Based on Figure 4-3, a 35% solution of propylene glycol antifreeze remains flowable down to 5ºF and protects the heat pump and piping against bursting down approximately -30ºF. A 50% solution of the same antifreeze remains flowable down to -20ºF and provides burst protection to temperatures below -60ºF. The objective is to select a concentration that adequately protects the system but doesn’t use excessive amounts of antifreeze. The higher the antifreeze concentration, the higher the viscosity of the fluid, and the greater the flow resistance of the hydronic circuit. Adding antifreeze to water also decreases the heat transfer capacity of the solution. A 50% solution of propylene glycol antifreeze lowers the specific heat of the solution to approximately 90% that of water. This can be compensated for by using higher flow rates, but that can significantly increase circulator power requirements. 


Setting up the entire system to operate with an antifreeze solution has advantages and disadvantages. One advantage is the elimination of any heat exchanger between the heat pump and balance of the system. A heat exchanger is required in situations where the heat pump circuit operates with an antifreeze solution while the balance of the system operates on water. The presence of a heat exchanger between the heat pump and balance of the system forces the heat pump to operate at higher temperatures compared to where it would operate without the heat exchanger. This is necessary to create a temperature difference across the heat exchanger that’s adequate to transfer heat from the antifreeze solution to the water at the rate at which the heat pump supplies heat. Operating the heat pump at higher fluid temperatures lowers its COP. This increases the amount of electrical energy required per unit of heat delivered.

Another advantage of operating the entire system with antifreeze is that the entire system is protected in the event of prolonged malfunction or power outage during cold weather.

One disadvantage of adding antifreeze is higher power requirements for circulators relative to those required for water only. A 50% solution of propylene glycol antifreeze requires approximately 60% higher circulator input power to achieve the same heat conveyance rate (e.g., the combined effect resulting from changes in specific heat, viscosity, density and flow rate). Adding antifreeze to systems with large volumes such as those with extensive radiant panel circuits and/or large buffer tanks increases cost. Systems with antifreeze should also be checked annually to ensure that the pH buffers in the antifreeze are adequate to prevent thermal breakdown.

Another option for freeze protection is to add a heat exchanger between the heat pump and remainder of the system. This is illustrated in Figure 4-4. The piping circuit between the heat pump and the primary side of the heat exchanger is filled with an antifreeze solution. The secondary side of the heat exchanger and the balance of the system operate with water.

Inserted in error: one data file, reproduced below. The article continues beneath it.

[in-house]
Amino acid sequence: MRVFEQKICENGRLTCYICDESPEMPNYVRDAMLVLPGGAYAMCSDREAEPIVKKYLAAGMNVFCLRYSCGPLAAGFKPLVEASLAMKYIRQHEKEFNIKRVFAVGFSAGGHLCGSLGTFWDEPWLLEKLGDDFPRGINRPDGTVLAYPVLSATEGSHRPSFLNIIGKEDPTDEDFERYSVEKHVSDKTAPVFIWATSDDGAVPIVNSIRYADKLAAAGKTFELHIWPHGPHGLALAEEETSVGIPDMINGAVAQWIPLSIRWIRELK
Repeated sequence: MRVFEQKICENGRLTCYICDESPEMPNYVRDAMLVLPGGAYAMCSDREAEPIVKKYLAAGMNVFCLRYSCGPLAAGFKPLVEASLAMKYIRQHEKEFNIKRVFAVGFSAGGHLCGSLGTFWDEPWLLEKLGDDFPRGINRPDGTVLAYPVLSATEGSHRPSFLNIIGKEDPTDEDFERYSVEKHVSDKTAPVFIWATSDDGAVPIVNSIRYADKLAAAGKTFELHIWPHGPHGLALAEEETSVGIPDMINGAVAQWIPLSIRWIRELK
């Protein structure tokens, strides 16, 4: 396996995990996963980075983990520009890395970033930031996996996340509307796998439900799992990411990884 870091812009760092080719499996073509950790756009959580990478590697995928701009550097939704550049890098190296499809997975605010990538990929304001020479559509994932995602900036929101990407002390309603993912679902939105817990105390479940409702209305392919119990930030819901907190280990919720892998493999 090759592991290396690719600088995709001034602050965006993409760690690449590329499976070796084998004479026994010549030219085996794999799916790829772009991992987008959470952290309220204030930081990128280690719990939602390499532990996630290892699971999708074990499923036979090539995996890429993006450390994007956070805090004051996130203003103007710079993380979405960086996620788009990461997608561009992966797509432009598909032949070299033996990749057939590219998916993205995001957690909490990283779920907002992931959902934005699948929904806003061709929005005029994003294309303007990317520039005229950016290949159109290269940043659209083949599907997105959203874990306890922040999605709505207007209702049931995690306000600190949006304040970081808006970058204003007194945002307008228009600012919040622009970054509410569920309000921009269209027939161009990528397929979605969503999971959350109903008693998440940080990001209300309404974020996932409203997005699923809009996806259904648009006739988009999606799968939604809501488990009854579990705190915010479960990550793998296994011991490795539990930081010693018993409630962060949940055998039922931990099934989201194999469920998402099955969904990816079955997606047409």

Figure 4-4

If a heat exchanger will be used, it is essential that it is generously sized. One suggested criterion is to select a heat exchanger that can pass the full rated heat output of the heat pump without exceeding an approach temperature difference of 5ºF, as shown in Figure 4-5.

For heating mode operation, the approach temperature difference is calculated by subtracting the temperature of the water leaving the secondary side of the heat exchanger from the temperature of the antifreeze entering the primary side of the heat exchanger. The greater the internal area of the heat exchanger, the lower the approach temperature difference will be for a given rate of heat transfer. When practical and cost effective, approach temperature differences lower than 5ºF are beneficial.

The use of a heat exchanger between the heat pump and balance of the system also requires two circulators:  One between the heat pump and heat exchanger, and the other between the heat exchanger and balance of the system. This adds to installation cost. It also adds to operating cost. Use of high-efficiency ECM-circulators helps minimize the total electrical energy required for pumping.

Figure 4-5
Figure 4-6

In situations where the heat pump will provide cooling, it is necessary to fully insulate the heat exchanger to prevent surface condensation. Figure 4-6 shows an example of a  relatively large brazed plate stainless steel heat exchanger that is used between a nominal 4-ton air-to-water heat pump and the balance of the system.

The heat exchanger shown in Figure 4-6 uses plates measuring 5 inches wide and 12 inches tall. There are 100 plates “stacked” together to make this heat exchanger. It is capable of transferring 60,000 Btu/hr with an approach temperature difference of 5ºF. The heat exchanger is completely wrapped with a layer of 1/2-inch elastomeric foam insulation. The insulation is sealed to the piping at all connections. All piping to and from the heat exchanger will eventually be covered with elastomeric foam pipe insulation and sealed to prevent surface condensation when operating in cooling mode.

Another common configuration for air-to-water heat pumps is known as a “split system.”

Some of the refrigeration system components are located in the outdoor unit, while the remainder are located inside the building. Two copper tubes transport refrigerant between the inside and outside units. Figure 4-7 shows one example of an outdoor unit and its matching indoor unit. The refrigeration tubing routed between these units is covered with white insulation.